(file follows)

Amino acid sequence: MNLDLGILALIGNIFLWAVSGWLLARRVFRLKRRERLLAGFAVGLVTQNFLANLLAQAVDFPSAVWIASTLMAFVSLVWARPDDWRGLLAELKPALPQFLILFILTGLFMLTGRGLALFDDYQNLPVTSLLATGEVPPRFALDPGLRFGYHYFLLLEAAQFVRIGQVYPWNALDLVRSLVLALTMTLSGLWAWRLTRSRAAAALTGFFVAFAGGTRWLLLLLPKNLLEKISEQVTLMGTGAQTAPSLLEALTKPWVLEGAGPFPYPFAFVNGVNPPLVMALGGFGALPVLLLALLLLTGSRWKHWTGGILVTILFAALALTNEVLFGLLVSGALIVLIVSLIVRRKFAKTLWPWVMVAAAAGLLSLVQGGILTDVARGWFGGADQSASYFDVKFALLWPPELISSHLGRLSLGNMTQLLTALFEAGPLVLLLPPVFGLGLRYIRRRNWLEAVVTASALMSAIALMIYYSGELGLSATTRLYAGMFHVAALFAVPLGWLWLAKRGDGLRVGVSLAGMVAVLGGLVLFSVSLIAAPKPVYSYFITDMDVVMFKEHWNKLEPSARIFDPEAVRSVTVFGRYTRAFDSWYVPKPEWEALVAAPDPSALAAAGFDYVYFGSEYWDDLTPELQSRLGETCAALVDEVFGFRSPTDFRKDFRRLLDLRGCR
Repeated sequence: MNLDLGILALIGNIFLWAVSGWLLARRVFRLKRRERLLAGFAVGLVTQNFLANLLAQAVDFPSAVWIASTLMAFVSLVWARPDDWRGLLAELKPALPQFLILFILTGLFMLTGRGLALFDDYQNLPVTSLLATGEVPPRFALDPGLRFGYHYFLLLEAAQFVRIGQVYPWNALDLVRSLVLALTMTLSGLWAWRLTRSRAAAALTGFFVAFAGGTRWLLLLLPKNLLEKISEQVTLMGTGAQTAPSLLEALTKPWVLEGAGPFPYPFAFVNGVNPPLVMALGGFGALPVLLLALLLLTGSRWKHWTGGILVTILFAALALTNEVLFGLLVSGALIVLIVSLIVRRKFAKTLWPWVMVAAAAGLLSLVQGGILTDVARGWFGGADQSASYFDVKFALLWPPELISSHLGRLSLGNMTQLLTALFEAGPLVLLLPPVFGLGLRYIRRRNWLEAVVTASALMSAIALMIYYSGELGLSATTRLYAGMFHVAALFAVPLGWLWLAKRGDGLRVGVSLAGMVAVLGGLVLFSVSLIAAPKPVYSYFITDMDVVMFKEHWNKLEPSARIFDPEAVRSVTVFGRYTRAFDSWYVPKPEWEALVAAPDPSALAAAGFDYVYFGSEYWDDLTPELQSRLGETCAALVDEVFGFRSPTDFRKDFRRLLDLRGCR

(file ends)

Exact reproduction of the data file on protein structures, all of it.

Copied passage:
Amino acid sequence: MNLDLGILALIGNIFLWAVSGWLLARRVFRLKRRERLLAGFAVGLVTQNFLANLLAQAVDFPSAVWIASTLMAFVSLVWARPDDWRGLLAELKPALPQFLILFILTGLFMLTGRGLALFDDYQNLPVTSLLATGEVPPRFALDPGLRFGYHYFLLLEAAQFVRIGQVYPWNALDLVRSLVLALTMTLSGLWAWRLTRSRAAAALTGFFVAFAGGTRWLLLLLPKNLLEKISEQVTLMGTGAQTAPSLLEALTKPWVLEGAGPFPYPFAFVNGVNPPLVMALGGFGALPVLLLALLLLTGSRWKHWTGGILVTILFAALALTNEVLFGLLVSGALIVLIVSLIVRRKFAKTLWPWVMVAAAAGLLSLVQGGILTDVARGWFGGADQSASYFDVKFALLWPPELISSHLGRLSLGNMTQLLTALFEAGPLVLLLPPVFGLGLRYIRRRNWLEAVVTASALMSAIALMIYYSGELGLSATTRLYAGMFHVAALFAVPLGWLWLAKRGDGLRVGVSLAGMVAVLGGLVLFSVSLIAAPKPVYSYFITDMDVVMFKEHWNKLEPSARIFDPEAVRSVTVFGRYTRAFDSWYVPKPEWEALVAAPDPSALAAAGFDYVYFGSEYWDDLTPELQSRLGETCAALVDEVFGFRSPTDFRKDFRRLLDLRGCR
Repeated sequence: MNLDLGILALIGNIFLWAVSGWLLARRVFRLKRRERLLAGFAVGLVTQNFLANLLAQAVDFPSAVWIASTLMAFVSLVWARPDDWRGLLAELKPALPQFLILFILTGLFMLTGRGLALFDDYQNLPVTSLLATGEVPPRFALDPGLRFGYHYFLLLEAAQFVRIGQVYPWNALDLVRSLVLALTMTLSGLWAWRLTRSRAAAALTGFFVAFAGGTRWLLLLLPKNLLEKISEQVTLMGTGAQTAPSLLEALTKPWVLEGAGPFPYPFAFVNGVNPPLVMALGGFGALPVLLLALLLLTGSRWKHWTGGILVTILFAALALTNEVLFGLLVSGALIVLIVSLIVRRKFAKTLWPWVMVAAAAGLLSLVQGGILTDVARGWFGGADQSASYFDVKFALLWPPELISSHLGRLSLGNMTQLLTALFEAGPLVLLLPPVFGLGLRYIRRRNWLEAVVTASALMSAIALMIYYSGELGLSATTRLYAGMFHVAALFAVPLGWLWLAKRGDGLRVGVSLAGMVAVLGGLVLFSVSLIAAPKPVYSYFITDMDVVMFKEHWNKLEPSARIFDPEAVRSVTVFGRYTRAFDSWYVPKPEWEALVAAPDPSALAAAGFDYVYFGSEYWDDLTPELQSRLGETCAALVDEVFGFRSPTDFRKDFRRLLDLRGCR